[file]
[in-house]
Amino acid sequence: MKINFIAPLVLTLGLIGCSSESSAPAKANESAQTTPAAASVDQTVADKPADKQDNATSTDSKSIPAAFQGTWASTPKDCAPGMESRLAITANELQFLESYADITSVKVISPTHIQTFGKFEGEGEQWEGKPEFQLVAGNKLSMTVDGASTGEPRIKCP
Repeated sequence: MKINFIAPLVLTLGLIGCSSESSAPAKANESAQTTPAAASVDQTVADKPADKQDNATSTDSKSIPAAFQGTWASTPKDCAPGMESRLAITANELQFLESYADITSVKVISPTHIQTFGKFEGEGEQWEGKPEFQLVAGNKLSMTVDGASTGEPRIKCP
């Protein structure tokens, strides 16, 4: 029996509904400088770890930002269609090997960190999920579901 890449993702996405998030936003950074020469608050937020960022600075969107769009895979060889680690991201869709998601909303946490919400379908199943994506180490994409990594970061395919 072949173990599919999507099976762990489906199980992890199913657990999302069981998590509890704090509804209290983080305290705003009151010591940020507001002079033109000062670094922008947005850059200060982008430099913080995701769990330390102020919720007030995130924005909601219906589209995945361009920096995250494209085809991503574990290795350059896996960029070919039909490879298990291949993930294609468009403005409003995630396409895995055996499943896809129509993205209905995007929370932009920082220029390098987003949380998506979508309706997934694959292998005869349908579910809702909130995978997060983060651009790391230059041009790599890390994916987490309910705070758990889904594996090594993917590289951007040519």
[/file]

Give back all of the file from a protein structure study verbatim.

[in-house]
Amino acid sequence: MKINFIAPLVLTLGLIGCSSESSAPAKANESAQTTPAAASVDQTVADKPADKQDNATSTDSKSIPAAFQGTWASTPKDCAPGMESRLAITANELQFLESYADITSVKVISPTHIQTFGKFEGEGEQWEGKPEFQLVAGNKLSMTVDGASTGEPRIKCP
Repeated sequence: MKINFIAPLVLTLGLIGCSSESSAPAKANESAQTTPAAASVDQTVADKPADKQDNATSTDSKSIPAAFQGTWASTPKDCAPGMESRLAITANELQFLESYADITSVKVISPTHIQTFGKFEGEGEQWEGKPEFQLVAGNKLSMTVDGASTGEPRIKCP
């Protein structure tokens, strides 16, 4: 029996509904400088770890930002269609090997960190999920579901 890449993702996405998030936003950074020469608050937020960022600075969107769009895979060889680690991201869709998601909303946490919400379908199943994506180490994409990594970061395919 072949173990599919999507099976762990489906199980992890199913657990999302069981998590509890704090509804209290983080305290705003009151010591940020507001002079033109000062670094922008947005850059200060982008430099913080995701769990330390102020919720007030995130924005909601219906589209995945361009920096995250494209085809991503574990290795350059896996960029070919039909490879298990291949993930294609468009403005409003995630396409895995055996499943896809129509993205209905995007929370932009920082220029390098987003949380998506979508309706997934694959292998005869349908579910809702909130995978997060983060651009790391230059041009790599890390994916987490309910705070758990889904594996090594993917590289951007040519």